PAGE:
What is VPP?
The Voluntary Protection Programs (VPP) promote effective worksite-based safety
and health. In the VPP, management, labor, and OSHA establish cooperative
relationships at workplaces that have implemented a comprehensive safety and
health management system. Approval into VPP is OSHA’s official recognition of
the outstanding efforts of employers and employees who have achieved exemplary
occupational safety and health.
What Is the Authority for VPP?
The legislative underpinning for VPP is Section (2)(b)(1) of the Occupational
Safety and Health Act of 1970, which declares the Congress’s intent "to assure
so far as possible every working man and woman in the Nation safe and healthful
working conditions and to preserve our human resources - (1) by encouraging
employers and employees in their efforts to reduce the number of occupational
safety and health hazards at their places of employment, and to stimulate
employers and employees to institute new and to perfect existing programs for
providing safe and healthful working conditions."
How Does VPP Work?
In practice, VPP sets performance-based criteria for a managed safety and health
system, invites sites to apply, and then assesses applicants against these
criteria. OSHA’s verification includes an application review and a rigorous
onsite evaluation by a team of OSHA safety and health experts.
OSHA approves qualified sites to one of three programs:
Star: Recognition for employers and employees who demonstrate exemplary
achievement in the prevention and control of occupational safety and health
hazards the development, implementation and continuous improvement of their
safety and health management system.
Merit: Recognition for employers and employees who have developed and
implemented good safety and health management systems but who must take
additional steps to reach Star quality
Demonstration: Recognition for employers and employees who operate effective
safety and health management systems that differ from current VPP requirements.
This program enables OSHA to test the efficacy of different approaches.
When Did VPP Begin?
1979 - California began experimental program
1982 - OSHA formally announced the VPP and approved the first site.
1998 - Federal worksites became eligible for VPP.
How Has VPP Improved Worker Safety & Health?
Statistical evidence for VPP’s success is impressive. The average VPP worksite
has a Days Away Restricted or Transferred (DART) case rate of 52% below the
average for its industry(1). These sites typically do not start out with such
low rates. Reductions in injuries and illnesses begin when the site commits to
the VPP approach to safety and health management and the challenging VPP
How Does VPP Benefit Employers?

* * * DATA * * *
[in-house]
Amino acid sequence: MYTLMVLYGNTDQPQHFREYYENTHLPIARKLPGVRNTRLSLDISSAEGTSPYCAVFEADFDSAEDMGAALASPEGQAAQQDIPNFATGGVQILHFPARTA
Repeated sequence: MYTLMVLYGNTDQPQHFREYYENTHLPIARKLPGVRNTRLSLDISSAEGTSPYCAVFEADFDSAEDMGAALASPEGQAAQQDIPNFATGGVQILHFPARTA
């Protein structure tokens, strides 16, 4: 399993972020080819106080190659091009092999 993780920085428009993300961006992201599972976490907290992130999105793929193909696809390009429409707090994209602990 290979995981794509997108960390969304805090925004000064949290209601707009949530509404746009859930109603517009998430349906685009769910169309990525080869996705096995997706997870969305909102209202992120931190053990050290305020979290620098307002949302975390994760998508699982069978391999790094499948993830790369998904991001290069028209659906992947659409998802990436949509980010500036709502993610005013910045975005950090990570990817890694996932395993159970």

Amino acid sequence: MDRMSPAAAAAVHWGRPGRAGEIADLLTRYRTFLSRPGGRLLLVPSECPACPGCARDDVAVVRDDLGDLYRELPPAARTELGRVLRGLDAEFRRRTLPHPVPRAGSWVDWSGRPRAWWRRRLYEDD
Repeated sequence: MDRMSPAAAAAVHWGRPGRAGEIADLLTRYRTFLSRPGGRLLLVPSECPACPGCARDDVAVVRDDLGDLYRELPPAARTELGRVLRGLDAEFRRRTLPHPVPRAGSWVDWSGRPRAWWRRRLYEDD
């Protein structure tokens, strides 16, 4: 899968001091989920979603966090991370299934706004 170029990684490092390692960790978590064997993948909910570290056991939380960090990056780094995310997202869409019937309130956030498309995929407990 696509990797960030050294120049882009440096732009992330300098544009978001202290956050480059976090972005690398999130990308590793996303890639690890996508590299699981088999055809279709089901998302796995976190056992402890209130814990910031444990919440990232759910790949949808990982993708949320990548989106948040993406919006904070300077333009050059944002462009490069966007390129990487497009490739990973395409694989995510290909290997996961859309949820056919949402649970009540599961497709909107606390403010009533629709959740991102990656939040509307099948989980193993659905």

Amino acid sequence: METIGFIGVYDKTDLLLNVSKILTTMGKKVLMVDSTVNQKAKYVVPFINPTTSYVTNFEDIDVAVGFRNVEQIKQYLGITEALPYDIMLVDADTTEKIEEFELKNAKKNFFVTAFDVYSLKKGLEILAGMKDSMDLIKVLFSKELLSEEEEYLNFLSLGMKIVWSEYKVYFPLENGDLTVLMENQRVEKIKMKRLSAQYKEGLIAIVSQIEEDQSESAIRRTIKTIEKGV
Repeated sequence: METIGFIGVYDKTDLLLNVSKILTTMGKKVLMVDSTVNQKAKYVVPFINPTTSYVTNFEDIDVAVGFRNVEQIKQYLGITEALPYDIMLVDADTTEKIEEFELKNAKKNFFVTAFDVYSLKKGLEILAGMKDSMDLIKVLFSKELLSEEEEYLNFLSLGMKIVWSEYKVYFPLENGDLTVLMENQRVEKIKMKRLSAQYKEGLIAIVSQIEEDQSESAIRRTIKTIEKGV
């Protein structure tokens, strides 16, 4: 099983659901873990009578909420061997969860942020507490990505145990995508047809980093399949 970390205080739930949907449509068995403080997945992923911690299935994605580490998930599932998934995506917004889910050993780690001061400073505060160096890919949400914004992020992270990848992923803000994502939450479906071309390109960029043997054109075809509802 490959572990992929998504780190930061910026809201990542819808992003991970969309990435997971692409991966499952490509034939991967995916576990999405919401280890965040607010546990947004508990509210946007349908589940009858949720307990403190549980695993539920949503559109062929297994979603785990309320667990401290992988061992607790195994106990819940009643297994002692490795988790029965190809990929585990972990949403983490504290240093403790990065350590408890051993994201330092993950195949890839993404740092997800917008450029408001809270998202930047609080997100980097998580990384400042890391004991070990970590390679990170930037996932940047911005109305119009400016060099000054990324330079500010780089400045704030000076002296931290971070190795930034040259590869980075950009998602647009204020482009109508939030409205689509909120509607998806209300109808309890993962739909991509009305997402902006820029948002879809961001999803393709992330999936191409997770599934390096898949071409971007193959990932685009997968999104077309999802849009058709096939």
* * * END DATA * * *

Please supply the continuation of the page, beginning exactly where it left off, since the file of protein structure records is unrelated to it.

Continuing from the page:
Fewer injuries and illnesses mean greater profits as workers’ compensation
premiums and other costs plummet. Entire industries benefit as VPP sites evolve
into models of excellence and influence practices industry-wide.
How Does VPP Benefit OSHA?
OSHA gains a corps of ambassadors enthusiastically spreading the message of
safety and health system management. These partners also provide OSHA with
valuable input and augment its limited resources.
Another benefit to OSHA is a safety and health advocacy group that came into
existence as a result of the VPP, the Voluntary Protection Program Participants’
Association (VPPPA). The VPPPA is a nonprofit organization founded in 1985. As
part of its efforts to share the benefits of cooperative programs, the VPPPA
works closely with OSHA and State Plan States in the development and
implementation of cooperative programs. The VPPPA also provides expertise to
these groups in the form of comments and stakeholder feedback on agency
rulemaking and policies. Additionally, the Association provides comments and
testimony to members of Congress regarding legislative bills on health and
What Are Some Unique VPP Innovations?
Special Government Employees: Particularly noteworthy is the OSHA Special
Government Employees Program (SGE) created in 1994. The SGE Program offers
private and public sector safety and health professionals and other qualified
participants the opportunity to exchange ideas, gain new perspectives, and grow
professionally while serving as full-fledged team members on OSHA’s VPP onsite
If you are employed at a VPP site,
see how you can help OSHA and VPP while
gaining valuable experience!
Footnote (1) This information is calculated annually by the Office of
Partnership and Recognition and is based upon the injury and illness data
submitted every year by the VPP participants.